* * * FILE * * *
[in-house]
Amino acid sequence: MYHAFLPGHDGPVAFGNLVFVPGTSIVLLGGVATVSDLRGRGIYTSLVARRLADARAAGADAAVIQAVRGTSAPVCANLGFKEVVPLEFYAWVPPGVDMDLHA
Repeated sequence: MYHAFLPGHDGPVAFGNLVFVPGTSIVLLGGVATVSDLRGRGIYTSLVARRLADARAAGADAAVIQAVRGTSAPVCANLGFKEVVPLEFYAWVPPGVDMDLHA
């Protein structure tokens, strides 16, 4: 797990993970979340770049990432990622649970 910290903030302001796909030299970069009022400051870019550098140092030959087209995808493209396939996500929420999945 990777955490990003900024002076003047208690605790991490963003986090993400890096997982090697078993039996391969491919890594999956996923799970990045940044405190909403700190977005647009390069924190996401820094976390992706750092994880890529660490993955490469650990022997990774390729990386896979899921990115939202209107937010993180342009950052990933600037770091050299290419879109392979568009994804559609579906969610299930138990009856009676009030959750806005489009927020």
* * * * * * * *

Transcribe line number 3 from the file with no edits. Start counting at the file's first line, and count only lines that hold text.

Repeated sequence: MYHAFLPGHDGPVAFGNLVFVPGTSIVLLGGVATVSDLRGRGIYTSLVARRLADARAAGADAAVIQAVRGTSAPVCANLGFKEVVPLEFYAWVPPGVDMDLHA